One of the most common types of arc welding is shielded metal arc welding (SMAW); it is also known as manual metal arc welding (MMAW) or stick welding. Electric current is used to strike an arc between the base material and consumable electrode rod, which is made of filler material (typical steel) and is covered with a flux that protects the weld area from oxidation and contamination by producing carbon dioxide (CO2) gas during the welding process. The electrode core itself acts as filler material, making a separate filler unnecessary.
The process is versatile and can be performed with relatively inexpensive equipment, making it well suited to shop jobs and field work. An operator can become reasonably proficient with a modest amount of training and can achieve mastery with experience. Weld times are rather slow, since the consumable electrodes must be frequently replaced and because slag, the residue from the flux, must be chipped away after welding. Furthermore, the process is generally limited to welding ferrous materials, though special electrodes have made possible the welding of cast iron, stainless steel, aluminum, and other metals.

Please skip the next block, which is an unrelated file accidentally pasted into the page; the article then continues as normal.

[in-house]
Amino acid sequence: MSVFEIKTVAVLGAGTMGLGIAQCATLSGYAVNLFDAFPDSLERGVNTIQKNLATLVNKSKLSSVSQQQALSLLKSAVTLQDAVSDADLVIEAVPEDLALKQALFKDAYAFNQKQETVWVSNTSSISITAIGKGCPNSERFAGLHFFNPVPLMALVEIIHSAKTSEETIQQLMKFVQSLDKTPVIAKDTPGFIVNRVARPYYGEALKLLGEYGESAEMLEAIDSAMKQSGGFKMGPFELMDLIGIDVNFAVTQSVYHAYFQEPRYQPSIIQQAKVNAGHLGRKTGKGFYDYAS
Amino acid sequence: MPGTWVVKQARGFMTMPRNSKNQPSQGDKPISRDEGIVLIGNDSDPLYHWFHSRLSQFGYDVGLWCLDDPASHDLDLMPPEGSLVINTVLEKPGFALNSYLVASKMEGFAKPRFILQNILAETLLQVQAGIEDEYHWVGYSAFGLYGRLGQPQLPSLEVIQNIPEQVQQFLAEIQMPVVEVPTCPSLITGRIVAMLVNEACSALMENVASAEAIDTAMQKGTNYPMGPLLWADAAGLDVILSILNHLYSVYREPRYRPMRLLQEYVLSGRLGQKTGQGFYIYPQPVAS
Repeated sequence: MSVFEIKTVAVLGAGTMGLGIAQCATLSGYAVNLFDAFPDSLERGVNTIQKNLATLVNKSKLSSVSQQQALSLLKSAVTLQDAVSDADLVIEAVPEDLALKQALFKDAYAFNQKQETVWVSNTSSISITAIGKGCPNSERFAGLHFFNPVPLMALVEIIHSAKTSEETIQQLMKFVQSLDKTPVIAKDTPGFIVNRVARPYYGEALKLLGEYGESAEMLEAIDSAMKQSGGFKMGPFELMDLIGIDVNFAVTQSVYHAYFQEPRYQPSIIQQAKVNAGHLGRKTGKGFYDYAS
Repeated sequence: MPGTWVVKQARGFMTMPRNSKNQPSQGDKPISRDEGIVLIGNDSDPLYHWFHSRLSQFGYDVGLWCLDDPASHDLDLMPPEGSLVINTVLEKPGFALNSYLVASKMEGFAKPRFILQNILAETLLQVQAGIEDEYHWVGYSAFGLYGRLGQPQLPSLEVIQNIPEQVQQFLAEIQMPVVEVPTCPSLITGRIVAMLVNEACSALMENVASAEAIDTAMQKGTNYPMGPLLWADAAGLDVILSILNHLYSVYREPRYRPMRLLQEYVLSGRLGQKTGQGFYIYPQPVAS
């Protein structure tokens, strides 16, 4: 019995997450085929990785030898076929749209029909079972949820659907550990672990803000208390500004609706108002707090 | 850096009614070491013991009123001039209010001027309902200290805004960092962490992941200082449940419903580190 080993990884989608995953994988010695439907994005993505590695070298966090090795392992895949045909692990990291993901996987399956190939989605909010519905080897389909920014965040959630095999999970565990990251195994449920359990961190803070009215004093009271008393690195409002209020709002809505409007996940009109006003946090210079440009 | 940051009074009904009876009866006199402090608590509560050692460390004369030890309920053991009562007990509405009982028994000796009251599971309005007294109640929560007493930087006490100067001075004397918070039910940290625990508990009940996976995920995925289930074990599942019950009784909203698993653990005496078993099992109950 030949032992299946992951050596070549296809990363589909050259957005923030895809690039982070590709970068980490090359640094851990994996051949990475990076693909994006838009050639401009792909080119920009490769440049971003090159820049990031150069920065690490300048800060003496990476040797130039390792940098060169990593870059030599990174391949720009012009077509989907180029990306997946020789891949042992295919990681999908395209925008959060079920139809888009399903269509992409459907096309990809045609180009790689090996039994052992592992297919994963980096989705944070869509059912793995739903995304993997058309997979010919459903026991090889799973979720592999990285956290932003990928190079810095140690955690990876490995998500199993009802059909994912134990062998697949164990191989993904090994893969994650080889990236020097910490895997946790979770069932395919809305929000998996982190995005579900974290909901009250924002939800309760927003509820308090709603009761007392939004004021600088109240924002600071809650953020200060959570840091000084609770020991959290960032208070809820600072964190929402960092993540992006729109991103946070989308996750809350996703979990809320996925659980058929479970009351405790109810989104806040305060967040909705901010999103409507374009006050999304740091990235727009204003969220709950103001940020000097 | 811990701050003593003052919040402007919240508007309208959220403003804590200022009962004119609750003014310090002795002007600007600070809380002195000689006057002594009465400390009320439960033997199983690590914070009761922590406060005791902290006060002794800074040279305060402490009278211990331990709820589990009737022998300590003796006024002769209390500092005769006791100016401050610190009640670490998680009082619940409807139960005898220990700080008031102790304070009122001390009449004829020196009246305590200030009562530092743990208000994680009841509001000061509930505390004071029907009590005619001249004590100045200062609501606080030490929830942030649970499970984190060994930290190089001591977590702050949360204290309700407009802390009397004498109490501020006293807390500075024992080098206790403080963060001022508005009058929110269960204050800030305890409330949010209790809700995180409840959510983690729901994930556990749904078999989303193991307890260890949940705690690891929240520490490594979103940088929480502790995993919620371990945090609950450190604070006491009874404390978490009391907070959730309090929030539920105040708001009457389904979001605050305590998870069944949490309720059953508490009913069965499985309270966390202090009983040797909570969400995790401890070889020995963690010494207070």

A related process, flux-cored arc welding (FCAW), uses similar equipment but uses wire consisting of a steel electrode surrounding a powder fill material. This cored wire is more expensive than the standard solid wire and can generate fumes and/or slag, but it permits even higher welding speed and greater metal penetration.